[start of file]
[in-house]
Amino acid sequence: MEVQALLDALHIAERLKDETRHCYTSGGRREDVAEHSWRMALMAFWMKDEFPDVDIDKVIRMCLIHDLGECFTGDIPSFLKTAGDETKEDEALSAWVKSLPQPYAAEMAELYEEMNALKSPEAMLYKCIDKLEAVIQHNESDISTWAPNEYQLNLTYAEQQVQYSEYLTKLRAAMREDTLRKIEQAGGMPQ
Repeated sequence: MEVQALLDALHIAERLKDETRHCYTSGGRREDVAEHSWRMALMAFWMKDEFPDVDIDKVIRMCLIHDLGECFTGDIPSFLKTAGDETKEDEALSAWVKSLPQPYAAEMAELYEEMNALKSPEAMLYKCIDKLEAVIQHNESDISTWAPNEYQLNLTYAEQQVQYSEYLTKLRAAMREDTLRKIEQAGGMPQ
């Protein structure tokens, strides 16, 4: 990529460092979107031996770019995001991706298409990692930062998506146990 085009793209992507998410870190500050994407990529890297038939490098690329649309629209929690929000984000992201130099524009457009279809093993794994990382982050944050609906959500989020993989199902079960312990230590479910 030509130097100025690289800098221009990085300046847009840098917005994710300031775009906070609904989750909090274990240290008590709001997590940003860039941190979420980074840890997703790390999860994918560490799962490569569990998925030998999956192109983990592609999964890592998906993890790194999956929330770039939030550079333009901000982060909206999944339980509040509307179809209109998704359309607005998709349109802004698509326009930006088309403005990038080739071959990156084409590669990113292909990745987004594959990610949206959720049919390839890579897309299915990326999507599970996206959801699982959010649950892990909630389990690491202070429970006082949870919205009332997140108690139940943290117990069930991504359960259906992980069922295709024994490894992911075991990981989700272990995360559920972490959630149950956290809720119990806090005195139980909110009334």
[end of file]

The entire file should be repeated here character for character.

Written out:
[in-house]
Amino acid sequence: MEVQALLDALHIAERLKDETRHCYTSGGRREDVAEHSWRMALMAFWMKDEFPDVDIDKVIRMCLIHDLGECFTGDIPSFLKTAGDETKEDEALSAWVKSLPQPYAAEMAELYEEMNALKSPEAMLYKCIDKLEAVIQHNESDISTWAPNEYQLNLTYAEQQVQYSEYLTKLRAAMREDTLRKIEQAGGMPQ
Repeated sequence: MEVQALLDALHIAERLKDETRHCYTSGGRREDVAEHSWRMALMAFWMKDEFPDVDIDKVIRMCLIHDLGECFTGDIPSFLKTAGDETKEDEALSAWVKSLPQPYAAEMAELYEEMNALKSPEAMLYKCIDKLEAVIQHNESDISTWAPNEYQLNLTYAEQQVQYSEYLTKLRAAMREDTLRKIEQAGGMPQ
């Protein structure tokens, strides 16, 4: 990529460092979107031996770019995001991706298409990692930062998506146990 085009793209992507998410870190500050994407990529890297038939490098690329649309629209929690929000984000992201130099524009457009279809093993794994990382982050944050609906959500989020993989199902079960312990230590479910 030509130097100025690289800098221009990085300046847009840098917005994710300031775009906070609904989750909090274990240290008590709001997590940003860039941190979420980074840890997703790390999860994918560490799962490569569990998925030998999956192109983990592609999964890592998906993890790194999956929330770039939030550079333009901000982060909206999944339980509040509307179809209109998704359309607005998709349109802004698509326009930006088309403005990038080739071959990156084409590669990113292909990745987004594959990610949206959720049919390839890579897309299915990326999507599970996206959801699982959010649950892990909630389990690491202070429970006082949870919205009332997140108690139940943290117990069930991504359960259906992980069922295709024994490894992911075991990981989700272990995360559920972490959630149950956290809720119990806090005195139980909110009334």